Household batteries can help to plug gaps in the renewable grid’s electricity supply, but first they would need to get smarter. To make a reliable contribution, the battery would need to be remotely controllable, for example by the grid operator AEMO. Say an electricity shortage is predicted for Monday evening; AEMO could direct home batteries to charge up over the weekend, then discharge during the shortage.
Households would forgo savings from time-shifting solar during such times, but would be compensated, perhaps via subsidies to the price of grid-controllable batteries.
Note that South Australia already has a high level of solar (up to 30%) and wind generation (up to 100% of grid demand). SA’s coal-fired power stations will all be closed or mothballed by 2017, as they have not been able to compete with renewables and Victorian electricity imports. However, natural gas still remains a major fossil fuel for electricity generation.
Embodied energy of the grid
When building a new house on a block with no grid connection, it may be greener to go off-grid, because much energy would be required to construct and erect the new poles and wires, concrete footings etc. The embodied energy of this new infrastructure should be considered against the embodied energy of the alternative off-grid system. This also applies to entire new housing developments.
It’s also possible for a grid-connected battery to avoid embodied energy in the grid. If the local electricity network is nearing its capacity at peak times, home batteries could be remotely controlled to discharge at peak times. This would reduce the peak and avoid an infrastructure upgrade.
Can I help speed up battery development?
Industries cannot be developed in a laboratory. Technologies to generate electricity from coal and nuclear fuel were nurtured by governments for decades before growing to their current scale. Relatively minor subsidies for solar panels spurred consumer uptake, creating economies of scale that developed the current solar industry. Home batteries seem poised to follow a similar path.
Technology enthusiasts purchasing home batteries today should be encouraged, because they are helping battery manufacturers and installers to build capability and experience. This will help speed up the rollout of batteries in the future.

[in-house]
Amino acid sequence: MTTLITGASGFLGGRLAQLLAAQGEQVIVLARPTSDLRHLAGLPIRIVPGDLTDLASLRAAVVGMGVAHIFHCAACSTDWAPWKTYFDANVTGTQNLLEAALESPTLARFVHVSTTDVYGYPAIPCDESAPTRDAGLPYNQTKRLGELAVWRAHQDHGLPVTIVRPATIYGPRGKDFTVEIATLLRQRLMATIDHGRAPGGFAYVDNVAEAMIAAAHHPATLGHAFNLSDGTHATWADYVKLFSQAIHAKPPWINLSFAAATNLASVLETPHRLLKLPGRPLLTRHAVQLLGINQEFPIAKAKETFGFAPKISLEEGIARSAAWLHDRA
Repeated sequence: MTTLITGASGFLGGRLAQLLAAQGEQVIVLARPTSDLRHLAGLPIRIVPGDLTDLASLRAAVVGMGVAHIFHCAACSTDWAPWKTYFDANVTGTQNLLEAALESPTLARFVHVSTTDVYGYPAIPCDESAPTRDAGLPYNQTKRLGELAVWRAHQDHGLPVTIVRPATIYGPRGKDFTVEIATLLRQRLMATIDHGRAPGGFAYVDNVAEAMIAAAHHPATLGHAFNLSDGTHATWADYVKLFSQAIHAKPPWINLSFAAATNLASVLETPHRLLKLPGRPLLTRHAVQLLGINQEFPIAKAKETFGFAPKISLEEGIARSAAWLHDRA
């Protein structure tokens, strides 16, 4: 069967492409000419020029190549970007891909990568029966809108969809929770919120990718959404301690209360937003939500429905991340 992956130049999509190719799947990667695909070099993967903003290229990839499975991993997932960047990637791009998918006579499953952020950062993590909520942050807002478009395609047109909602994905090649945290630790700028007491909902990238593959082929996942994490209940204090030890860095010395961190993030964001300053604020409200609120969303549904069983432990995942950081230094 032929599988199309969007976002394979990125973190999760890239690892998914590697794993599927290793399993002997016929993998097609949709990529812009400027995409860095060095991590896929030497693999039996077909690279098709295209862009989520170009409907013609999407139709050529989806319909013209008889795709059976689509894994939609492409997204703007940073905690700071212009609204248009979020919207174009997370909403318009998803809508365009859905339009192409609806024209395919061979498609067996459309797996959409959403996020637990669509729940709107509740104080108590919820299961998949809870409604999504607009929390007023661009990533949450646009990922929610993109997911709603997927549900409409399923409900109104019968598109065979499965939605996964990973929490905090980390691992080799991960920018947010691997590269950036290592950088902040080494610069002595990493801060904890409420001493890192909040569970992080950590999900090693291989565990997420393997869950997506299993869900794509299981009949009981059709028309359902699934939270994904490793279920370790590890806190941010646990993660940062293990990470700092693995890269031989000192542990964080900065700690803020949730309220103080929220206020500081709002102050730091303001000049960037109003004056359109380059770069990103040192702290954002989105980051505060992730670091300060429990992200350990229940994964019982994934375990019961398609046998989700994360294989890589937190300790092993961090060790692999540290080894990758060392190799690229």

Recycling schemes already exist for lead-acid batteries, so the figures in this article assume some of their materials have come from low-energy recycled products. On the other hand, recycling is not included for solar systems or lithium batteries. Schemes are under development for these (see ‘Waste Not Want Not’ in ReNew 133). The figures don’t allow for energy consumed in the disposal of solar systems, but we expect that by the time a system sold today reaches the end of its life, facilities will be available to recycle it, reducing the energy consumed to create a new product.
Small Technology Certificates
Another factor in the ‘greenness’ of a solar system is Small Technology Certificates (STCs). These have assisted nearly all solar systems installed in Australia—their effect is to reduce the upfront price of a solar system. These were set up as an industry development scheme and reflect the value of a solar system’s green electricity generation over 15 years.
Some people consider that STCs cancel out a solar system’s environmental impact for the first 15 years of its generation. This argument held some weight in the early days of the scheme, but not since it was reformed in 2010 to ensure ‘additionality’. When you install a solar system you are increasing total renewables, so we can consider its generation as green.
A grid-connected solar system without batteries is a very green option because excess solar is fed into the grid, reducing the damage caused by fossil fuels. It only takes around one year to generate the energy required to produce it.
Installing a grid-connected battery generally doesn’t benefit the environment directly, but does help to develop economies of scale in battery manufacturing and installation which will assist our longer-term transition to a 100% renewable electricity system.
In specific situations, batteries may have a direct environmental benefit if they assist an oversized solar system, avoid grid infrastructure construction or upgrades, or if they enable an off-grid lifestyle that helps the environment.
If you’re looking for the greenest solar system, polycrystalline solar panels are a better choice than monocrystalline because they take less energy to manufacture. You could also consider components sourced from a country or company with a relatively clean electricity supply, as these will have a smaller fossil fuel impact. Also you should plan to recycle the battery and panels at their end of life.
Finally, solar systems should not be considered in isolation; we recommend looking at energy-saving measures at the same time as they’re definitely green and often more cost-effective.
This article was first published in Renew 135 (April-June 2016). Renew 135 explores where households can save water, inside and out.